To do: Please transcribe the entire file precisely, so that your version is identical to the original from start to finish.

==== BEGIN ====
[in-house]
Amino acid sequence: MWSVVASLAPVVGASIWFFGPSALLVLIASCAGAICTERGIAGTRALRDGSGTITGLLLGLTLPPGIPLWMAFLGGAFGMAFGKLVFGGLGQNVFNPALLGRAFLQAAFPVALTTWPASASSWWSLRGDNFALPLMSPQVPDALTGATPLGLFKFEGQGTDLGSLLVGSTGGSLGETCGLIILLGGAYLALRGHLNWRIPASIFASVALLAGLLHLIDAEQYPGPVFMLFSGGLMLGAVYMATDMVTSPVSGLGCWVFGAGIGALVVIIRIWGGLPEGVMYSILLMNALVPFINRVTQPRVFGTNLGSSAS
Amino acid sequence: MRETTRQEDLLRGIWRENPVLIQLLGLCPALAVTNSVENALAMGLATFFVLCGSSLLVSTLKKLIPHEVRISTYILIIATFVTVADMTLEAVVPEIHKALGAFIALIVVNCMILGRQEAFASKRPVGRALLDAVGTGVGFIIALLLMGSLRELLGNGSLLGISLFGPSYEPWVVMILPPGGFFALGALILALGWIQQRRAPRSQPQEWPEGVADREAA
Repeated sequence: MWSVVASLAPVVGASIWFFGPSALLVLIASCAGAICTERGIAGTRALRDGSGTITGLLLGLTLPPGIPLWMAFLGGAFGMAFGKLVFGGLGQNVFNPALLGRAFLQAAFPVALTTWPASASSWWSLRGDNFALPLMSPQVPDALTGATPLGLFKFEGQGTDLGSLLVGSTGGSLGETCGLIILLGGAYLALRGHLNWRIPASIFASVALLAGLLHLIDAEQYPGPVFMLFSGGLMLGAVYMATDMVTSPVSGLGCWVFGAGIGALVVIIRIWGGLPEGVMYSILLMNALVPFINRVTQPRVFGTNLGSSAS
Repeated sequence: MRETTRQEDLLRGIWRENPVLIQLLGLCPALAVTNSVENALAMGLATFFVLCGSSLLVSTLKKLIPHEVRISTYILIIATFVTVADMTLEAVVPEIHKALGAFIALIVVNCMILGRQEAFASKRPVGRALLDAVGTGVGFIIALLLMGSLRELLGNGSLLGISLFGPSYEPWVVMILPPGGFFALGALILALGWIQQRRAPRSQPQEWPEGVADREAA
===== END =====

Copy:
[in-house]
Amino acid sequence: MWSVVASLAPVVGASIWFFGPSALLVLIASCAGAICTERGIAGTRALRDGSGTITGLLLGLTLPPGIPLWMAFLGGAFGMAFGKLVFGGLGQNVFNPALLGRAFLQAAFPVALTTWPASASSWWSLRGDNFALPLMSPQVPDALTGATPLGLFKFEGQGTDLGSLLVGSTGGSLGETCGLIILLGGAYLALRGHLNWRIPASIFASVALLAGLLHLIDAEQYPGPVFMLFSGGLMLGAVYMATDMVTSPVSGLGCWVFGAGIGALVVIIRIWGGLPEGVMYSILLMNALVPFINRVTQPRVFGTNLGSSAS
Amino acid sequence: MRETTRQEDLLRGIWRENPVLIQLLGLCPALAVTNSVENALAMGLATFFVLCGSSLLVSTLKKLIPHEVRISTYILIIATFVTVADMTLEAVVPEIHKALGAFIALIVVNCMILGRQEAFASKRPVGRALLDAVGTGVGFIIALLLMGSLRELLGNGSLLGISLFGPSYEPWVVMILPPGGFFALGALILALGWIQQRRAPRSQPQEWPEGVADREAA
Repeated sequence: MWSVVASLAPVVGASIWFFGPSALLVLIASCAGAICTERGIAGTRALRDGSGTITGLLLGLTLPPGIPLWMAFLGGAFGMAFGKLVFGGLGQNVFNPALLGRAFLQAAFPVALTTWPASASSWWSLRGDNFALPLMSPQVPDALTGATPLGLFKFEGQGTDLGSLLVGSTGGSLGETCGLIILLGGAYLALRGHLNWRIPASIFASVALLAGLLHLIDAEQYPGPVFMLFSGGLMLGAVYMATDMVTSPVSGLGCWVFGAGIGALVVIIRIWGGLPEGVMYSILLMNALVPFINRVTQPRVFGTNLGSSAS
Repeated sequence: MRETTRQEDLLRGIWRENPVLIQLLGLCPALAVTNSVENALAMGLATFFVLCGSSLLVSTLKKLIPHEVRISTYILIIATFVTVADMTLEAVVPEIHKALGAFIALIVVNCMILGRQEAFASKRPVGRALLDAVGTGVGFIIALLLMGSLRELLGNGSLLGISLFGPSYEPWVVMILPPGGFFALGALILALGWIQQRRAPRSQPQEWPEGVADREAA